Ronald Needham wrote in the BBC’s People’s War: "We were in the wilds when we were surrounded. I was going for a shave. There was a hill about 500 to 600 yards away where some men were digging in. I was told they were from the Ox and Bucks (Oxfordshire and Buckinghamshire) Regiment. I waved to them and walked on as they waved back. I was part-way through my shave when all hell broke loose. There were bullets everywhere. It was the Japanese on the hill! [Source: BBC’s People’s War]

“I was a Bren gunner and ran back to my post at the edge of some trees. I remember there being a Mahratta unit with us. The attack went on for two hours - bullets all over the place. While we were firing a bloke came crawling through the undergrowth on his stomach. "Just you three?" he asked. We said, "Yes," and he replied, "Right. Breakfast's up!" So we crawled through the wood to a hedge and then ran through an open space to some bushes about 20 yards away. Then we ran to the side of a hill another 20 feet or so away. Round the corner they were cooking breakfast. I remember how strange it seemed to be in the middle of a battle and be called to breakfast. At least we could eat in peace! [Ibid]

“On another occasion I was blown up. I can't remember a thing. I woke up days later being asked for my name by a chap. I was told a shell had landed close by. I wasn't wounded. It just shook my brains apart. I was sent home soon after that." [Ibid]

Allies Retake Burma

right Stillwell’s troops invaded Burma from India in October 1943. Around the same time a force of British Chindits known as Wingate's Raiders advanced from the south. The fighting turned in the Allies favor after these veteran jungle fighters defeated the Japanese 15th Army at the battles at Kohima and Imphal

Stillwell’s forces engaged 3,500 Japanese soldiers defending Myitkyina, a strategic port on the Irrawaddy River. The Battle of Myitkyina was fierce. It lasted for ten weeks from May to August in 1944. Some of the fighting was done by Chinese troops under U.S. command. Before the siege was over and the Allies claimed the Myitkyina on August 3, 1944, a total of 790 Japanese were killed and 1,180 were wounded. The Allies suffered 1,244 dead with and 4,139 wounded.

In September 1944, more than 9,000 Chinese and 2,000 Japanese were killed at a battle in Tengchong, China. Here above the raging Salween River, Chinese tried to reach the top of an imposing, 26-mile-long ridgeline on Songshan (Pine Mountain) after a month-long battle that left 1,300 Chinese and 7,675 Japanese dead. Many died in hand-to-hand combat. Sixty-two pairs of Chinese and Japanese soldiers were found dead in each other’s grasp.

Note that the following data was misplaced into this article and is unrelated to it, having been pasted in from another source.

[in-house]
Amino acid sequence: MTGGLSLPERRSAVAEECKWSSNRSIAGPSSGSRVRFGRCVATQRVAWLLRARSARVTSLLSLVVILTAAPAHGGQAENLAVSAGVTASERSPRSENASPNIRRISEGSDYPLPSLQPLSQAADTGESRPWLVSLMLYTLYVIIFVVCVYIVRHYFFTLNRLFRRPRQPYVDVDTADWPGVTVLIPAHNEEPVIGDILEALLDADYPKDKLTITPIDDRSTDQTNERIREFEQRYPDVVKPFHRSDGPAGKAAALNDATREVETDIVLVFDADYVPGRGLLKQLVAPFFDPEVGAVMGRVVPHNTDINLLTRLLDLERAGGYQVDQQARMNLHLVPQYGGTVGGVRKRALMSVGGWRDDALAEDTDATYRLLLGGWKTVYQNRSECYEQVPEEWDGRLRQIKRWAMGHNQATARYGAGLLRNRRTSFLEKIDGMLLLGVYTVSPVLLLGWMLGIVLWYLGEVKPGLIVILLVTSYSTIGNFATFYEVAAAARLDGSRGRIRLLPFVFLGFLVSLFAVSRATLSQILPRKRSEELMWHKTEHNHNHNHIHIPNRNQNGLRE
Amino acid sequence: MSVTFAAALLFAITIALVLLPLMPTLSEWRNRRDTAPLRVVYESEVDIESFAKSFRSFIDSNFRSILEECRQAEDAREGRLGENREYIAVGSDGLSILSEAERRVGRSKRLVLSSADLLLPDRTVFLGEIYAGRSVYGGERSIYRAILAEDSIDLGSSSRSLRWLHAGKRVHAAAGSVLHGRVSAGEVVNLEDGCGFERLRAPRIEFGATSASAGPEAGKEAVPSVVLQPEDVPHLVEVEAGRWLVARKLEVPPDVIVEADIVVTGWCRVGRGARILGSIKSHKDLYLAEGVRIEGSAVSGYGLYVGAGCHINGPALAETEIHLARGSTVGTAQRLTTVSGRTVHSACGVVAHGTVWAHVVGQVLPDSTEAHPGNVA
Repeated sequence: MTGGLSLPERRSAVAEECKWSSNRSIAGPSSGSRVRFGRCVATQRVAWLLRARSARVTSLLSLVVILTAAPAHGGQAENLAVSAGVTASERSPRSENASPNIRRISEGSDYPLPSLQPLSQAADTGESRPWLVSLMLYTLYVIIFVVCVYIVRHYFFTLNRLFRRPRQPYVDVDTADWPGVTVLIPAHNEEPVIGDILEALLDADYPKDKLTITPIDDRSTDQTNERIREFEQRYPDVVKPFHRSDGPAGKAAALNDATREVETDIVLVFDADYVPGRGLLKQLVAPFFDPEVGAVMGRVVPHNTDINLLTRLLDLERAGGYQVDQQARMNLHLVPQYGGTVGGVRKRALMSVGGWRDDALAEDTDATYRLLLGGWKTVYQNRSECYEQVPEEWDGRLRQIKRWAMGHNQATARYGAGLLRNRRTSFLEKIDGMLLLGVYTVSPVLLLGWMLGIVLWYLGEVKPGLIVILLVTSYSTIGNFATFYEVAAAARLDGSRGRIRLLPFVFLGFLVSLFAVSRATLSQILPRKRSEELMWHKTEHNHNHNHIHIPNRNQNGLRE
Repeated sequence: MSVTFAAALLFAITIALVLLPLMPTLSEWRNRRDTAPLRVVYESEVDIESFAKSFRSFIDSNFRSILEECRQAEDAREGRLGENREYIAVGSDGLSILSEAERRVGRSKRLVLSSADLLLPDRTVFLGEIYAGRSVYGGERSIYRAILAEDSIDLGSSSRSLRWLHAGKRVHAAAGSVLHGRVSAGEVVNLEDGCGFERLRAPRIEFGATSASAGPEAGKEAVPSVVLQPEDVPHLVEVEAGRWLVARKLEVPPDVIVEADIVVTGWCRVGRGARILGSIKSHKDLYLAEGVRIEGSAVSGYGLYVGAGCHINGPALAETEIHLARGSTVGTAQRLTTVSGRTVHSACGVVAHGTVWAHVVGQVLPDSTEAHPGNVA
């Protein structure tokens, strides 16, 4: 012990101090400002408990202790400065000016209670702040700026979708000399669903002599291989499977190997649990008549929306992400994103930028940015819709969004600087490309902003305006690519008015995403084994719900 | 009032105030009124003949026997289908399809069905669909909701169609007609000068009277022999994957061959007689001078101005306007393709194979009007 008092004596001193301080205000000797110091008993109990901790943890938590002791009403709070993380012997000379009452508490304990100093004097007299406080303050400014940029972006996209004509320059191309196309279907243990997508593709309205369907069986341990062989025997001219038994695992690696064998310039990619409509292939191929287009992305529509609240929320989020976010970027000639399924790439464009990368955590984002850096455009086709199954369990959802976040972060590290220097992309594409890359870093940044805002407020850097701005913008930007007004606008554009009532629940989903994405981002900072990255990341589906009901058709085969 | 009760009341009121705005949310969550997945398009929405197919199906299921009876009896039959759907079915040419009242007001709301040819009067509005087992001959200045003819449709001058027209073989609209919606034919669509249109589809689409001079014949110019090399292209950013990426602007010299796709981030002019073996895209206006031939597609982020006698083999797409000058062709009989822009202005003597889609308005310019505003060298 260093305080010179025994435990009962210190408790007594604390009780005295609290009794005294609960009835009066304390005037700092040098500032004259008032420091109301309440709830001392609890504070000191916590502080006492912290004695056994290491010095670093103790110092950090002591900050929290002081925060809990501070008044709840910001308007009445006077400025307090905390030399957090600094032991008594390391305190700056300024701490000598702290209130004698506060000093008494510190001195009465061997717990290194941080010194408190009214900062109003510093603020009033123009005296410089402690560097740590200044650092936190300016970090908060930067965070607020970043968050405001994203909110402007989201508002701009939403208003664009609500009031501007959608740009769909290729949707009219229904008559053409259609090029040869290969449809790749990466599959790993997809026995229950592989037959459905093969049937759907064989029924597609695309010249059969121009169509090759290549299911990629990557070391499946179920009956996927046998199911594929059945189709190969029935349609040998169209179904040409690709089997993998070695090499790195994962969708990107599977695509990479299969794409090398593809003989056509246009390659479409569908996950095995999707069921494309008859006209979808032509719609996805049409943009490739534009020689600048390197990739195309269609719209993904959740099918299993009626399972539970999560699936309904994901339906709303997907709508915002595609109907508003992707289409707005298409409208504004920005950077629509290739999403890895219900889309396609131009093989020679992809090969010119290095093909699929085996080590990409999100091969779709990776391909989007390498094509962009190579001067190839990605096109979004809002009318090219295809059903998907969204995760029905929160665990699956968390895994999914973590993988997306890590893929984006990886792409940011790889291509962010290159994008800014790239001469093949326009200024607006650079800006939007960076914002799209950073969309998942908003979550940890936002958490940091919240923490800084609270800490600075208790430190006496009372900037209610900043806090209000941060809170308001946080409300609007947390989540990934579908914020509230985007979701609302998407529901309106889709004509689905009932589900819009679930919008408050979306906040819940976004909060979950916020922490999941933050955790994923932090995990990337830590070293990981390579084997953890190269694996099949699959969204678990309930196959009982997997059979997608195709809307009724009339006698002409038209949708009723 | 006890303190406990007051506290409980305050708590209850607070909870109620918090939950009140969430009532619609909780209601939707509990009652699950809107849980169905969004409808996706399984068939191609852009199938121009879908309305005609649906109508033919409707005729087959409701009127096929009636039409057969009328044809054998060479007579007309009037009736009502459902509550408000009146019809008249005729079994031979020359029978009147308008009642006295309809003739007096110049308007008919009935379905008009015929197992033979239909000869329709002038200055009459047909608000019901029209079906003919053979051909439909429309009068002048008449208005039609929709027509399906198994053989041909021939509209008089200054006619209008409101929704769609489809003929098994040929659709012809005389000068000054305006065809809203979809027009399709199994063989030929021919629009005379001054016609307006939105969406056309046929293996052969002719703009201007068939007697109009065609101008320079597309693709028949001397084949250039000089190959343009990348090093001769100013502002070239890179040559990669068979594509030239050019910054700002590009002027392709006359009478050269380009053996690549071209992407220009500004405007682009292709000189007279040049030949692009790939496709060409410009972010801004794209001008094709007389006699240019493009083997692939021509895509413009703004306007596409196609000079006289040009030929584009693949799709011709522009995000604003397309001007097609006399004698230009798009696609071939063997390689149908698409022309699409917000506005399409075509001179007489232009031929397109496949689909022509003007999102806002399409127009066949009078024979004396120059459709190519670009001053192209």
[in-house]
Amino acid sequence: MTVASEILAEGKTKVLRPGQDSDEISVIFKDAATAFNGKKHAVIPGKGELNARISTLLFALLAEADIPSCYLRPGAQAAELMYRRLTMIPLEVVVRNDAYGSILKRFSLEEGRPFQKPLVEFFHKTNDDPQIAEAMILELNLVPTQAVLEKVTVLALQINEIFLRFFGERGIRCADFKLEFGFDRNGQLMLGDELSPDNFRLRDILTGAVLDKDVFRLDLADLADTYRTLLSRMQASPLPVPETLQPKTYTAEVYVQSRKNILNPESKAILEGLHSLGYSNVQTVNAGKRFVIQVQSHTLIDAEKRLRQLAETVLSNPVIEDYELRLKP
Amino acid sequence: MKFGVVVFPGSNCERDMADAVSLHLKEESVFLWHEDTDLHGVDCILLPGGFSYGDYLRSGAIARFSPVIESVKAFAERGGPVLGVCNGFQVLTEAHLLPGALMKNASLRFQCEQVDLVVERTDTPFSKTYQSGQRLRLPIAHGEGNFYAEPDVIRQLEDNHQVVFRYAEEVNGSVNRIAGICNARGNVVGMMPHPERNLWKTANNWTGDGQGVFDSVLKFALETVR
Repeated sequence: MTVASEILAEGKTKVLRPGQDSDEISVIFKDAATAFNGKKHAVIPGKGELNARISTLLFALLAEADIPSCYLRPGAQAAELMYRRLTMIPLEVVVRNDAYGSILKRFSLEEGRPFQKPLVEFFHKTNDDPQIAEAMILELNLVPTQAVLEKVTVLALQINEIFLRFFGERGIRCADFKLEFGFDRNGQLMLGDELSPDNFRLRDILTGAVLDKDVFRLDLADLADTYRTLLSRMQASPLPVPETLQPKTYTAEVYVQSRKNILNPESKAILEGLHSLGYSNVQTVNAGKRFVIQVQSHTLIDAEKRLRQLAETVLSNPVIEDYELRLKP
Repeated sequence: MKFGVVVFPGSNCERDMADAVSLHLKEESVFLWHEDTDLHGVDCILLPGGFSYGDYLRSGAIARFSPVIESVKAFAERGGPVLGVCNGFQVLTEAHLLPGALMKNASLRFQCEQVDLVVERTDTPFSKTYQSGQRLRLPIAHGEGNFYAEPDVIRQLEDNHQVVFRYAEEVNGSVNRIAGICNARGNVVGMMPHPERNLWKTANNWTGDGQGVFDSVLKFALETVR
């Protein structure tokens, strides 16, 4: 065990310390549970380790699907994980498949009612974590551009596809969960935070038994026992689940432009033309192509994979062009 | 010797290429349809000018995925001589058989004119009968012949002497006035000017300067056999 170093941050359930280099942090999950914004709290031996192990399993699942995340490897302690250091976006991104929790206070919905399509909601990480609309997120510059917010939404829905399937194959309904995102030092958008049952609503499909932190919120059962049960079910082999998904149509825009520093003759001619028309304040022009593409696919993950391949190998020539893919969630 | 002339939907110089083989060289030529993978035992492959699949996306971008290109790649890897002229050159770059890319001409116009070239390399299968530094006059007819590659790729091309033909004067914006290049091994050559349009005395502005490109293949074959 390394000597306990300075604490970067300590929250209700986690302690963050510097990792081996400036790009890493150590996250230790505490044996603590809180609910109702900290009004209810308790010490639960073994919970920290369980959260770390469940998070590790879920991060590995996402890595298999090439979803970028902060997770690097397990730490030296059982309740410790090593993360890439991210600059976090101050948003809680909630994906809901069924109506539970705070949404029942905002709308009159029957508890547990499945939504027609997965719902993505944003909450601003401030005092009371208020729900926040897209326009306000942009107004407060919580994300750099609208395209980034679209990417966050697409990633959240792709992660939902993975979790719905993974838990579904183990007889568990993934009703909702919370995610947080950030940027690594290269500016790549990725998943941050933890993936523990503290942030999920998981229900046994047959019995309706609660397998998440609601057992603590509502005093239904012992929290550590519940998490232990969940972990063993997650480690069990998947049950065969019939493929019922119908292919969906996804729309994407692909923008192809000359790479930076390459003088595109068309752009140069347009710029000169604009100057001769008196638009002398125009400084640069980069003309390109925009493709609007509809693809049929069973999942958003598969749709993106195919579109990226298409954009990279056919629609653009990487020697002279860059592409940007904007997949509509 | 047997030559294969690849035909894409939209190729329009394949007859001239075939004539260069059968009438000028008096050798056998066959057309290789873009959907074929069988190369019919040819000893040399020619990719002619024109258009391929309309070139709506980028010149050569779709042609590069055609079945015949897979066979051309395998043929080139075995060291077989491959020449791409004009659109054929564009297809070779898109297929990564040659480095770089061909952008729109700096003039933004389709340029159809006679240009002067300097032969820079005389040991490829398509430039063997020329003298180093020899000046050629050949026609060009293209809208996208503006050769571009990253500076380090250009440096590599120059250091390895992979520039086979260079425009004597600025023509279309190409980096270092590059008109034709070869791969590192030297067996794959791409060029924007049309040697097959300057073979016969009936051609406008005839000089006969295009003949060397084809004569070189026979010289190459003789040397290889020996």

As part of Operation Dracula, British soldiers led by Gen. William Mith moved southward and captured Mandalay and Rangoon. Forces under Britain’s General William Slim recaptured Rangoon after a six month campaign.

The Burma Road opened completely between India and China in January 1945, allowing supplies to more easily be brought into China. On May 8, 1945 Supreme Allied Commander Lord Louis Mountbatten declared the Burma campaign a success even though sporadic fighting continued for several weeks. The victory signaled the collapse of the Japanese effort in Southeast Asia.

Searching for U.S. World War II MIA in Myanmar

The remains of 730 Americans still missing from World War II have yet to be found in Myanmar. Denis D. Gray of wrote: “Most of the MIAs were airmen flying some of the war's most dangerous missions as they hauled supplies to beleaguered Allied forces over snowy Himalayan ranges and boundless jungles. Most of the crash sites are known to be in the country's northern Kachin state, a remote region of dense jungles, high mountains, poor roads and an ongoing insurgency. The Kachin ethnic minority have been fighting for autonomy from the central government for decades. [Source: Denis D. Gray, AP, March 14, 2012 **]

“Continued conflict would certainly place many areas off-limits to US search parties, although the rebel Kachin Independence Organization (KIO) is decidedly pro-American. Kachin and American soldiers forged close bonds fighting the Japanese and the bush-wise guerrillas rescued many downed airmen. KIO spokesman La Nan, interviewed at the rebel headquarters here, said the Kachin were ready to help once a peace agreement is reached. “When the country is at peace, we hope that we and a new [American] generation of their descendants will be able to identify their human remains,” he said.

Tasks of the Hawaii-based JPAC include the search for 1,680 missing servicemen from the Vietnam War and 74,180 still unaccounted for from World War II. In Burma, many sites would require landing zones for helicopters—scarce in the country—to be cut out of triple canopy jungle. As many as 30 sites already investigated or excavated in 2003 and 2004, when the US was forced to pull out, would probably be revisited. Some remains from those searches have yet to be identified. “Just the sheer numbers of missing make it very important. There's a lot of work left to be done there, a huge potential. We are in a waiting mode but incredibly excited,” JPAC’s Marc Geller told AP.

Hunt for WWII Spitfires in Burma

In January 2013, a team of British aviation enthusiasts arrived in Myanmar to search for cases of British Spitfire planes said have been buried in Burma at the end of World War II. The team was led by farmer and former businessman David Cundall, who said the planes were buried in wooden crates about nine meters under the ground.